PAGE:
Hi, Zuisti! I have done some experiments times ago. Unfortunately the results are rather subjective and may not be representative of what you can get with modern LEDs. At that time (5 years ago) I had a 1/8 duty cycle and I found satisfactory to set the current at about 3 times the nominal current. That was done on 7 segment NOT on matrix led displays, but it does work in the field. As such the result confirms that 3 times the nominal current is satisfactory. I cannot set up a new experiment now, sorry, but I would be confident that you can continue your design  at 4 times the power peak instead than 16 times (on your 1/16 duty). Hope this helps.
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shams_iqbal
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« Reply #5 on: February 16, 2011, 03:05:55 15:05 »

 Smiley hi dear plz note that i have already posted a reply on ur other post and here i am saying same  that there is problem with ur hardware so plz provide the schemitic then i will help u to sort out this trouble and plz provide the display data that what it says about per segment of led current rating ie single led wil consume 30 mA current and nominal volts of led and dont burn that led to trying to feed them extra current this is not the proper way of slution and plz use npn transister not the mosfets bs170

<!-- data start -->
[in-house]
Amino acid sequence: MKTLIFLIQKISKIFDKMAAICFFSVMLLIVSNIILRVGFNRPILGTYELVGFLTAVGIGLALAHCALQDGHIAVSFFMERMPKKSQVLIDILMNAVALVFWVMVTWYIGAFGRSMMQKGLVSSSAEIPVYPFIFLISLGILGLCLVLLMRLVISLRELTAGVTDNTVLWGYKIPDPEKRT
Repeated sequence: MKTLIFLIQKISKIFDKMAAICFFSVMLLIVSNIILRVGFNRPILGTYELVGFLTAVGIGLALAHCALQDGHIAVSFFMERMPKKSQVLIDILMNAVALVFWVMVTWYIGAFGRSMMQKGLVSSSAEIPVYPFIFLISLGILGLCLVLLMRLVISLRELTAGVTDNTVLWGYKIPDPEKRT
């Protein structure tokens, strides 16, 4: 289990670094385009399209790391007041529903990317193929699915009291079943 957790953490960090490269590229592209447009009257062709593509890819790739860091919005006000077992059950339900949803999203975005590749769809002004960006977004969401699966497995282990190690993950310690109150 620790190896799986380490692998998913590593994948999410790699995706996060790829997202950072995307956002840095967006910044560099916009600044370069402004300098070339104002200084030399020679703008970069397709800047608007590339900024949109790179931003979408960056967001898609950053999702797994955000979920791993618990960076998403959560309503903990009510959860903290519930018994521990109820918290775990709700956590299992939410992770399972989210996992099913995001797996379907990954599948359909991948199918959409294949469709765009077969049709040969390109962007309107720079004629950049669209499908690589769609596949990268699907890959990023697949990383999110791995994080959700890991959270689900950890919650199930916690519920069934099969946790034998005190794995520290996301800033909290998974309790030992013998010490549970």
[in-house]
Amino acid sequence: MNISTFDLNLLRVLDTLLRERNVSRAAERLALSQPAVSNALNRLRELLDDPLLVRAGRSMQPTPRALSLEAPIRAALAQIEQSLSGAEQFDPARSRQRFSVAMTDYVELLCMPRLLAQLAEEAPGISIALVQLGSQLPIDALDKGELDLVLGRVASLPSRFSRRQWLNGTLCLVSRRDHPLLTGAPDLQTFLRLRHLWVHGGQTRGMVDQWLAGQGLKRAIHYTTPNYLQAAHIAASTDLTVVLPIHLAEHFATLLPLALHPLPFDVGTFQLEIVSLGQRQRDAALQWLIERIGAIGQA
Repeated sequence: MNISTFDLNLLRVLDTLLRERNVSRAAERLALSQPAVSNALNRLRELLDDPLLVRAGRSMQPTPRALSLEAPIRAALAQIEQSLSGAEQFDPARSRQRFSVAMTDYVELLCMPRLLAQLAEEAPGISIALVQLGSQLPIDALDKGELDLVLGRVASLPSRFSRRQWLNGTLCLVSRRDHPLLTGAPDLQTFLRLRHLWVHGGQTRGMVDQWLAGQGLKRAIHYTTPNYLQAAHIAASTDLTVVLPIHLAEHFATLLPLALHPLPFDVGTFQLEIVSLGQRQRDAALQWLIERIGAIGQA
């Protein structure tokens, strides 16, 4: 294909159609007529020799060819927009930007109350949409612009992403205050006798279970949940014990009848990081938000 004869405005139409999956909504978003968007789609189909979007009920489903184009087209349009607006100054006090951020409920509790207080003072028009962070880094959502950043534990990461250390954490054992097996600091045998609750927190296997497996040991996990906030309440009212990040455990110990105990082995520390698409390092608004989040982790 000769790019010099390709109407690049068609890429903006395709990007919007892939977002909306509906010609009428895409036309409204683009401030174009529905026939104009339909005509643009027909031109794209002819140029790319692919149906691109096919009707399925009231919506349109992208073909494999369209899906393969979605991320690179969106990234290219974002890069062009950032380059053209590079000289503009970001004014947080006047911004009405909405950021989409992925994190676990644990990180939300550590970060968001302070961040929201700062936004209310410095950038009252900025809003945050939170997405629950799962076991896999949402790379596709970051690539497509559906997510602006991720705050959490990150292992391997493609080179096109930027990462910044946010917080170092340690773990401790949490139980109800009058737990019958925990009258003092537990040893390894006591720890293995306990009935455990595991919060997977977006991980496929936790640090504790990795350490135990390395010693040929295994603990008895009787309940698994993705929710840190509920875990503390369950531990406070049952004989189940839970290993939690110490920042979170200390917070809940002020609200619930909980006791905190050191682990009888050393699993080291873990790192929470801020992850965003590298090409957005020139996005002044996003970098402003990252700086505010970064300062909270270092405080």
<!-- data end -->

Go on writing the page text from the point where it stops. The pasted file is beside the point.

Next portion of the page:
a genral number is 2sc1383 npn transister wich will give u better result or any other npn transister but mosfet wil not give better result due to its switiching speed wich u r ignoring just replace ur bs170 with any npn transister and tell me what is the result now
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zuisti
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« Reply #6 on: February 16, 2011, 05:57:22 17:57 »

Hi "shams_iqbal";

Thanks for your reply, but it seems I was misunderstood. I just wanted to ask
a friend to perform a simple experiment, to determine that a 6.25 % duty cycle
signal powered LED of how much current will be applied to that the same